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Going places? Pack your data securely!

With summer just around the corner and thoughts turning to the joy of that summer break, think about how much personal information you are sharing for you and your family, who’s going to have access to it and how you can protect yourself from your data falling into the wrong hands.

Travel blog

For two years, booking and going on holiday has been something of a challenge.

As we emerge from the pandemic, many are thinking it's finally time to resume those long hot summer days lazing on the beach, drinking sangria and soaking up the sun. They’re frantically looking online for the best offers and travel destinations to visit this summer.

But beware - booking a holiday online comes with data risks.

Imagine you’ve just found the perfect holiday on a website you don’t recognise, and it sounds great. In seconds you’re busy entering highly personal information, willingly handing over your age, your bank details, your passport number, your children's names, your address. You can see where this is going, right?

Take a moment to think about what that information could be used for. Assuming it’s a reputable company, your data certainly can and is used to build a profile of you – which has value to the travel company and the people they often pass this information on to – be it airlines, car hire companies, hotels, and resorts. And of course we experience the benefits when things are joined up. To ensure continuous profits and organisational success, the businesses operating in the travel industry must keep up with this changing environment and data analytics is the key measure that helps them to stay at the top of their game.

But it’s a fact that many of these companies sell on your data to ‘data brokers’ who in turn sell this information online, sometimes ending up on the dark web and in the hands of criminals. So, if you’ve submitted a raft of personal data, now or in the past, it’s out there and can be vulnerable. And even more so if the data has been handed straight to the unscrupulous.

By collecting, analysing, and interpreting data, travel companies gain useful and valuable data insights and convert them into a functional action plan to stimulate their business growth and to establish their name in the market.

So, what are the dangers of booking a holiday online and what can we do to alleviate potential harm from these companies harvesting our personal information?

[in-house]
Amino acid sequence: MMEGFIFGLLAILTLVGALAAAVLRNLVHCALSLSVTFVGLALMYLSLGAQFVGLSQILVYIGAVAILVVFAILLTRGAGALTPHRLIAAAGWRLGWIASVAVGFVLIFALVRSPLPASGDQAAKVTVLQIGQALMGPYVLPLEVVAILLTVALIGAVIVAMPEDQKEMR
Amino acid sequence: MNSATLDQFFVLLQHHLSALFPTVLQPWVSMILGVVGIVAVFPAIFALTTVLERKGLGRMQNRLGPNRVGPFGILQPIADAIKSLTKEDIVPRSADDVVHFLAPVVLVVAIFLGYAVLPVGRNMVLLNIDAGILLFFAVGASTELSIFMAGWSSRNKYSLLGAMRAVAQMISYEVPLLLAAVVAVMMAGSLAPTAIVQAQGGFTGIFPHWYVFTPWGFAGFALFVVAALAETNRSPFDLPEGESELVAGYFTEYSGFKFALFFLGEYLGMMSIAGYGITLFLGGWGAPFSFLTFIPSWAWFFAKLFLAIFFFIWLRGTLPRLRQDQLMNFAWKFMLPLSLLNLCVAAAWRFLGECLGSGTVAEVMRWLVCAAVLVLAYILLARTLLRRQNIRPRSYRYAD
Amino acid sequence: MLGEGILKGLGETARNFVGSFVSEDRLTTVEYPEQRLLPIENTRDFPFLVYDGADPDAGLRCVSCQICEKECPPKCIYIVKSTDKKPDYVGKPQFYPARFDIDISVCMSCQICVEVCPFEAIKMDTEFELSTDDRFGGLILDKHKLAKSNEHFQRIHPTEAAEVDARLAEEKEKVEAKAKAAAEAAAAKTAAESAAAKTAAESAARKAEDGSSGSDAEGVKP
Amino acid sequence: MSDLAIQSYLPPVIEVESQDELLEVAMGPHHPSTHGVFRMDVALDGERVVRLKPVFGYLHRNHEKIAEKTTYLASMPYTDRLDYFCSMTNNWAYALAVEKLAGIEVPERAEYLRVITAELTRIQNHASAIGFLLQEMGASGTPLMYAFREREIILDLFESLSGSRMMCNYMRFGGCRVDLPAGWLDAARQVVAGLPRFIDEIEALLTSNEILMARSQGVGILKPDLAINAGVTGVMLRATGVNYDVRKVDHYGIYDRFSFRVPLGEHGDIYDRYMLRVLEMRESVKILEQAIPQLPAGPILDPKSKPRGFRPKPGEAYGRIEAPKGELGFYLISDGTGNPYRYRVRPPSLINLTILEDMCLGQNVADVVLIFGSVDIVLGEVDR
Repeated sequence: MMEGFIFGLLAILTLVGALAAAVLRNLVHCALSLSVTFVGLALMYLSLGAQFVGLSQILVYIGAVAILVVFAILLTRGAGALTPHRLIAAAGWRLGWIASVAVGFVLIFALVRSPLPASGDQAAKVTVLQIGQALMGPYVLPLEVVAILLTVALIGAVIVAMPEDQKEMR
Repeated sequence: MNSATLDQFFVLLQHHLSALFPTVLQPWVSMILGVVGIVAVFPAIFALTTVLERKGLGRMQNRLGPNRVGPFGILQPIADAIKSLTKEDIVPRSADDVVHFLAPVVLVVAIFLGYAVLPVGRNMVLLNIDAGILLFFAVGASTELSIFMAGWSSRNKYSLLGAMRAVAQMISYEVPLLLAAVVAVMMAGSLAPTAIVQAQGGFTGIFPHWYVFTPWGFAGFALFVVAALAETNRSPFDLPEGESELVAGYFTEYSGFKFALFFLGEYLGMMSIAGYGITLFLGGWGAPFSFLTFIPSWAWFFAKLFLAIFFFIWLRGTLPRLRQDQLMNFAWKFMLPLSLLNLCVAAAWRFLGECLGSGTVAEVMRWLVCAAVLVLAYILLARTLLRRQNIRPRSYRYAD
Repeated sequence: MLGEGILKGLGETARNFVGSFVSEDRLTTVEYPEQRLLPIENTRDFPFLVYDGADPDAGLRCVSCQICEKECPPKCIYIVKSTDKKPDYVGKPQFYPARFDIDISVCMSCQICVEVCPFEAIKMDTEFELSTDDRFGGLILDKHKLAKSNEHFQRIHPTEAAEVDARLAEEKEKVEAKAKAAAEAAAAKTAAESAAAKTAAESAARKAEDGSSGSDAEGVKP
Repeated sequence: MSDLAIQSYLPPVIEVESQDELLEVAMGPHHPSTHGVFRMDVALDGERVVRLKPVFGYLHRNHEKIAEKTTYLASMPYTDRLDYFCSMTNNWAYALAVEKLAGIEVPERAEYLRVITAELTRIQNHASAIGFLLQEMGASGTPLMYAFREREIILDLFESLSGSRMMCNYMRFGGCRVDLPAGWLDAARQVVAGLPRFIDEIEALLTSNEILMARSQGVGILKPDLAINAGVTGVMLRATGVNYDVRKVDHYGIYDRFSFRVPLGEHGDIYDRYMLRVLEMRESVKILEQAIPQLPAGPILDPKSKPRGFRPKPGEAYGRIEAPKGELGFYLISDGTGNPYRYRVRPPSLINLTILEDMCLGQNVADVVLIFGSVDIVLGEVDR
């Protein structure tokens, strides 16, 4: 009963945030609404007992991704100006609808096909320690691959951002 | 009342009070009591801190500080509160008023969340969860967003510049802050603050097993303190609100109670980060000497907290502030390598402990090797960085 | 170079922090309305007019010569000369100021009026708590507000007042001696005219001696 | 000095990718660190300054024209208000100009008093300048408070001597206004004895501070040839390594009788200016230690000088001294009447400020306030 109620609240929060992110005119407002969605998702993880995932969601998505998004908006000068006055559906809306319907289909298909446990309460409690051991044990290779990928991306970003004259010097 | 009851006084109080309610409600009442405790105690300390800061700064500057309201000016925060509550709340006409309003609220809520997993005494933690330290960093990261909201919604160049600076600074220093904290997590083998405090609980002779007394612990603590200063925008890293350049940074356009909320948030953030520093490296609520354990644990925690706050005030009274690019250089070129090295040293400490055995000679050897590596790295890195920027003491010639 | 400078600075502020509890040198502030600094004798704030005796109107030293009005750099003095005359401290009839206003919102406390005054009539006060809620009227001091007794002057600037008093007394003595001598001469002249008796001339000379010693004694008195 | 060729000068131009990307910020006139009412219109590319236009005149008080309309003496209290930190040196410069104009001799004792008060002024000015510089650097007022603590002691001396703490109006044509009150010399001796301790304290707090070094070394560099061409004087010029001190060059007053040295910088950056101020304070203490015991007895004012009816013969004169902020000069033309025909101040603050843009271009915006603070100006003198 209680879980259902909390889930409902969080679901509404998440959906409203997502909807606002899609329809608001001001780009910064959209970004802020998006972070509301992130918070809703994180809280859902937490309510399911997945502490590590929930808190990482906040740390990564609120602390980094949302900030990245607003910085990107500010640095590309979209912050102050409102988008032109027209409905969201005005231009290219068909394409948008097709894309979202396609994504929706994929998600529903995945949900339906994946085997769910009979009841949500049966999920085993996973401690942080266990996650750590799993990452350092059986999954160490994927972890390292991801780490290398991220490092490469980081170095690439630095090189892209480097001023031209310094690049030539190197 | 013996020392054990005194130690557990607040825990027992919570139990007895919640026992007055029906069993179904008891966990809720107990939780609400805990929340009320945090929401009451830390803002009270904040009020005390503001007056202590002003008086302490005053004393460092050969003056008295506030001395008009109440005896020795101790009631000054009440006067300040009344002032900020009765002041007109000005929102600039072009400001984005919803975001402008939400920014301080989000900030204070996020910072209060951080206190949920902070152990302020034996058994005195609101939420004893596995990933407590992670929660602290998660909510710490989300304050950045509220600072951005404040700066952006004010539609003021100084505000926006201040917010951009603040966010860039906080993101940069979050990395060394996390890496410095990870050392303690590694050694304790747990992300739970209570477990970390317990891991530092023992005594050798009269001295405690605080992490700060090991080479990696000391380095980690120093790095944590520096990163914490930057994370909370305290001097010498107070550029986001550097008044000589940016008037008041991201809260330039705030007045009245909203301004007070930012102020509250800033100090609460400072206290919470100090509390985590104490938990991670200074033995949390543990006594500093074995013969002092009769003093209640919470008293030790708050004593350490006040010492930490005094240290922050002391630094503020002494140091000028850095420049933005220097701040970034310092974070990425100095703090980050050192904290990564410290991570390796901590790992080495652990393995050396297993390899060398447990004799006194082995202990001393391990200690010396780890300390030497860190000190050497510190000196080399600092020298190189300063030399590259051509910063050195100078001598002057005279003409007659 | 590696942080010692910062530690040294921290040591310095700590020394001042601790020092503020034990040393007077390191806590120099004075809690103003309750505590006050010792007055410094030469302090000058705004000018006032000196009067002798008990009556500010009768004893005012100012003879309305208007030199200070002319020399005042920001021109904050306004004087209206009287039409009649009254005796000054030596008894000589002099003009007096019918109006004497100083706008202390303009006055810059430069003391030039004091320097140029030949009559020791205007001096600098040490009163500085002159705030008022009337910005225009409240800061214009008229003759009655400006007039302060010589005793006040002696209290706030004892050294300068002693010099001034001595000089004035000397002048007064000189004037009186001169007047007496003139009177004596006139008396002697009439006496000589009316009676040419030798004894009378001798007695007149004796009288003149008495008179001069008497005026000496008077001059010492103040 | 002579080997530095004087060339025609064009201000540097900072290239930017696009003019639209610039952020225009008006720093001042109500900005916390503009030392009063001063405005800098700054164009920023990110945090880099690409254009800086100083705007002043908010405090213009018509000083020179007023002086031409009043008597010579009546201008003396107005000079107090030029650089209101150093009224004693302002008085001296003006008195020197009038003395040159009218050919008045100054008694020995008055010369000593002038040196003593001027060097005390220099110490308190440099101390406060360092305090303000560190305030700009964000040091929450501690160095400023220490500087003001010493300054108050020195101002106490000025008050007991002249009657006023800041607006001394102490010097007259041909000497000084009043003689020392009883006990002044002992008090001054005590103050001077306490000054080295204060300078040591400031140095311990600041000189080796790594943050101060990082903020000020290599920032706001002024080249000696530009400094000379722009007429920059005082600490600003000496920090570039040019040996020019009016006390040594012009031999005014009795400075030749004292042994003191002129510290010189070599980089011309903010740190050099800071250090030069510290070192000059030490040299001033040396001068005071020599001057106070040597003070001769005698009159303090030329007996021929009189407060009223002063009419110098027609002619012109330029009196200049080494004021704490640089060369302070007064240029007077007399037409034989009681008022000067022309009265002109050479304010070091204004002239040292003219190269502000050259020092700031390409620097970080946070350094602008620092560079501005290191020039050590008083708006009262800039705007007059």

First, how do travel companies use data?

Travel companies are experts in using bookings data to create products, competitive tools, and targeted promotions. The vast quantity of data captured during the bookings process enables these industries to create ultra-personalised emails for their customers. It’s basically how the travel industry works and has grown significantly over the years. And it’s helpful to us.

As you ponder where your summer holiday is going to be, don't be surprised to receive some emails a few minutes later with suggested packages, hotels or excursions as those travel companies use your data to deliver a targeted campaign directly to your inbox based purely on your search history.

Centre Parcs, for example, email all guests in advance of their holiday, asking for personalised information. Not only does this personalised targeting foster excitement and generate interest, but it provides the company with data regarding their customers' interests, plus it's a handy way to boost sales by encouraging pre-booking or incentivising products. Remember, the more they know about their customers before they set foot through the door, the better level of service they will be able to provide. And the more valuable the data they hold about you.

Travel bosses make informed decisions based on analytics and number-driven data. They identify targeted groups of potential customers at every stage in the trip planning process. This data can even be used to predict which new products might work well in their market. This includes the ability to anticipate future demand more accurately, optimise pricing strategies, target marketing more precisely and improve the customer experience.

How do travel companies get your data?

Travel booking data is collected through various sources, including online bookings, agency-based bookings, surveys, app and ticketing services. These sources record and analyse the information and then apply filtering methods to eliminate duplication and other irrelevant data.

When you’re booking you may be asked to give your identity, contact and financial information by filling in forms or by corresponding with them by post, phone, email or otherwise. This includes personal data you provide when you:

  • make a booking or enquiry for use of travel services
  • subscribe to a newsletter or other publications
  • request marketing including requesting a brochure to be sent to you
  • enter a competition, promotion, or survey
  • giving feedback.

Be vigilant because every step of the way travel companies are collecting data.

As you interact with travel websites, be aware that they automatically collect technical data about your equipment, browsing actions and patterns. They collect this personal data by using cookies and other similar technologies.

Why is tourism data important and how is analytics used in tourism?

Tourism analysis is an important tool for optimising tourism marketing. Today's analytics-based approaches can leverage new alternative datasets to identify who their visitors are, pinpoint where they should focus their marketing efforts, and answer other important questions about their tourism sector.